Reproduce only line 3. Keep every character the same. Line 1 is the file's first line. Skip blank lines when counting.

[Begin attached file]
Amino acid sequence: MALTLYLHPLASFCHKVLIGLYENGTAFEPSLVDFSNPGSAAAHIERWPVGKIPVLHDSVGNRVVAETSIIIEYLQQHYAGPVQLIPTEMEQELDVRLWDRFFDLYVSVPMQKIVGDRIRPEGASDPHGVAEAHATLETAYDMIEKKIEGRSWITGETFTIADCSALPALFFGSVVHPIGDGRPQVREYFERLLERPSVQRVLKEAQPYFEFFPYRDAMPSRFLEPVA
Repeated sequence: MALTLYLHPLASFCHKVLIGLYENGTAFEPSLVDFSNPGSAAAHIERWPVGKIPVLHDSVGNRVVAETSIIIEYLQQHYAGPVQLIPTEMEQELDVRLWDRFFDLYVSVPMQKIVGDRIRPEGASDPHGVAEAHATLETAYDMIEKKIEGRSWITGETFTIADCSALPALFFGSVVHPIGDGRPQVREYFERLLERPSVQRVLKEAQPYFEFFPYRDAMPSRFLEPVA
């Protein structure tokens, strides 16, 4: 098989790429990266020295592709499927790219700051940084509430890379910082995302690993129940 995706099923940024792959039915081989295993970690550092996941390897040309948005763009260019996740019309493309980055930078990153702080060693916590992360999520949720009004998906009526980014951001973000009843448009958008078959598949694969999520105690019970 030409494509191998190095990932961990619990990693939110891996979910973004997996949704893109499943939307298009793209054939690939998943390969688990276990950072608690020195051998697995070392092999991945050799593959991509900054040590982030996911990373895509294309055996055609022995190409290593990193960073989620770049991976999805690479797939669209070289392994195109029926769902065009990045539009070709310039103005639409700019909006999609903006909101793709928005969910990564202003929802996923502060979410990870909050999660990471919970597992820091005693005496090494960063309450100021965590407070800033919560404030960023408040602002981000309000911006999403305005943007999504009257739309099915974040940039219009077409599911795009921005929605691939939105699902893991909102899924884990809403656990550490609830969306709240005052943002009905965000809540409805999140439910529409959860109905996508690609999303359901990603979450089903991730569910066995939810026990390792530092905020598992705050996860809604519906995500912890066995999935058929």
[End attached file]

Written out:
């Protein structure tokens, strides 16, 4: 098989790429990266020295592709499927790219700051940084509430890379910082995302690993129940 995706099923940024792959039915081989295993970690550092996941390897040309948005763009260019996740019309493309980055930078990153702080060693916590992360999520949720009004998906009526980014951001973000009843448009958008078959598949694969999520105690019970 030409494509191998190095990932961990619990990693939110891996979910973004997996949704893109499943939307298009793209054939690939998943390969688990276990950072608690020195051998697995070392092999991945050799593959991509900054040590982030996911990373895509294309055996055609022995190409290593990193960073989620770049991976999805690479797939669209070289392994195109029926769902065009990045539009070709310039103005639409700019909006999609903006909101793709928005969910990564202003929802996923502060979410990870909050999660990471919970597992820091005693005496090494960063309450100021965590407070800033919560404030960023408040602002981000309000911006999403305005943007999504009257739309099915974040940039219009077409599911795009921005929605691939939105699902893991909102899924884990809403656990550490609830969306709240005052943002009905965000809540409805999140439910529409959860109905996508690609999303359901990603979450089903991730569910066995939810026990390792530092905020598992705050996860809604519906995500912890066995999935058929």